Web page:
Last year I posted about how even small and midsized companies can use the Madrid system to extend protection of their U.S. trademark registrations overseas. To recap, the Madrid System allows trademark owners to file a single application seeking an International Registration with the World Intellectual Property Organization (“WIPO”) and then enables registrants to designate other member countries in which they want protection for their brand. The system is administrative in as much as the trademark authority in each member country still reviews and grants (or more likely simply doesn’t reject) each application. Still the cost savings can be significant as compared to filing and obtaining protection in each country individually and the system has been a success in the international community. Perhaps indicative of our increasingly global economy, 2011 saw 42,270 international trademark applications filed under the Madrid system, highest number ever filed in a single year and a 6.5 % increase over 2010.
One drawback has been that South and Central American Nations have, until now, been entirely absent. This may be changing as, on June 11, Columbia became the 87th member country of the international trademark system and the first in South America. Beginning on August 29, 2012, U.S. trademark registrants will be able to designate Columbia under the Madrid Protocol in order to obtain protection there. Mexico also recently completed the domestic legislative processes necessary to pave the way to accession to the agreement, as did India and New Zealand.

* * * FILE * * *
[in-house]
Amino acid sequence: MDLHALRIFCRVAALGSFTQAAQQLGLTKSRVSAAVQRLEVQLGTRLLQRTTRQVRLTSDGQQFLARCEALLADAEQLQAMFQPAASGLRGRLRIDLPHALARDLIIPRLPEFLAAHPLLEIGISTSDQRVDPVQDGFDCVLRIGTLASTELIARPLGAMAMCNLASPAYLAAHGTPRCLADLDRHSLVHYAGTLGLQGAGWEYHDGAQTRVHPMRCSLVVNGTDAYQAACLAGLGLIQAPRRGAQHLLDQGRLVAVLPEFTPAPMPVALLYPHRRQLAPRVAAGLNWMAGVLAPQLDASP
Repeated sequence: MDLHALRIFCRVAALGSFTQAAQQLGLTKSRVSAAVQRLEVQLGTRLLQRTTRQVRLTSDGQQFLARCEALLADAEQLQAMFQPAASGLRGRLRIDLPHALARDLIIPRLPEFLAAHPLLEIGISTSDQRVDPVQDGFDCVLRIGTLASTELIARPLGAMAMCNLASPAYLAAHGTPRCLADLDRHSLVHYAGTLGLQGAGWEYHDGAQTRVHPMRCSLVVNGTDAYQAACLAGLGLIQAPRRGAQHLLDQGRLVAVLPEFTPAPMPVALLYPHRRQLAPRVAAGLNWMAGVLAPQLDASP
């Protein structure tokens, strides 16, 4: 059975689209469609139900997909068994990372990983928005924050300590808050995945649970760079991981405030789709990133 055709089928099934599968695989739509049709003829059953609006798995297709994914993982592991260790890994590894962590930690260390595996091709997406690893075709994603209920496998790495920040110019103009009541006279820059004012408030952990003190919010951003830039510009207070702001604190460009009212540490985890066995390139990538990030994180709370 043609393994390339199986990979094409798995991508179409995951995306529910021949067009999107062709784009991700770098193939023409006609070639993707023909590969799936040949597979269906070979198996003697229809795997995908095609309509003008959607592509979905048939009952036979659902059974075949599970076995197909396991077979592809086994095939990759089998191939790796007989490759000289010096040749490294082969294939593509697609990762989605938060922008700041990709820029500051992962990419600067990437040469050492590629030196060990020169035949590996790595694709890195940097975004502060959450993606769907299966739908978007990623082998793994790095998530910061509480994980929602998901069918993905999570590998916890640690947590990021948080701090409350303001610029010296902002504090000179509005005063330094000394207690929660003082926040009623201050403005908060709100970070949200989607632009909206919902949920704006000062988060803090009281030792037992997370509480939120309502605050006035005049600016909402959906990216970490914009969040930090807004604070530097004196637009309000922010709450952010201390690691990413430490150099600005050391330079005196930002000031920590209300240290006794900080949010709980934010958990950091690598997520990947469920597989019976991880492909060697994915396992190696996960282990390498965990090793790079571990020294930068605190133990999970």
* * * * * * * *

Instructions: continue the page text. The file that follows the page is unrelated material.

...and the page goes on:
With summer around the corner, it is only natural that our thoughts and attention start to shift to the shore. If you are from Mid-Atlantic, you are likely familiar with Seacrets (http://seacrets.com/), one of Ocean City, Maryland’s premiere entertainment destinations. Seacrets, which has nicknamed itself “Jamaica, USA”, started in 1988 as a single cabana type bar and has exploded over the last couple of decades into a huge entertainment complex, complete with 18 separate bars, six stages, a hotel, a private beach, and its own radio station!
During this explosive growth, Seacrets obtained a trademark registration for its name with the United States Patent and Trademark Office. Seacrets did so with the thought that it might expand out of Ocean City and establish franchises throughout the United States and, possibly, in Mexico and the Caribbean. Seacrets was sued for trademark infringement by the Coryn Group, which operates a chain of luxury resorts in Mexico and the Caribbean called “Secrets”. Seacrets countersued for trademark infringement and unfair competition.
The Baltimore Sun’s reported yesterday that, following an 8 day jury trial in the federal district court located in Baltimore, the jury returned a verdict for Ocean City’s Seacrets and awarded it $1 in compensatory damages, $265,000 in punitive damages and, most importantly, a permanent injunction that the Coryn Group could not use the trademark “Secrets” in the United States. Recently, to avoid a re-trial on the punitive damages aspect of the verdict, Seacrets agreed to reduce the damages award to $50,000, but retained the permanent injunction against the Coryn Group.
With this recent victory, Seacrets expansion is even more likely. So, if you are not from the Mid-Atlantic area, watch out — a Seacrets may be coming soon to an area near you!
Cookies are one of my favorite things. Usually, this refers to the oatmeal raisin variety rather than those tiny bits of computer code that empower websites to remember a user’s login, keep items in a shopping cart and greet the user by name when she returns. Warm and fuzzy, right?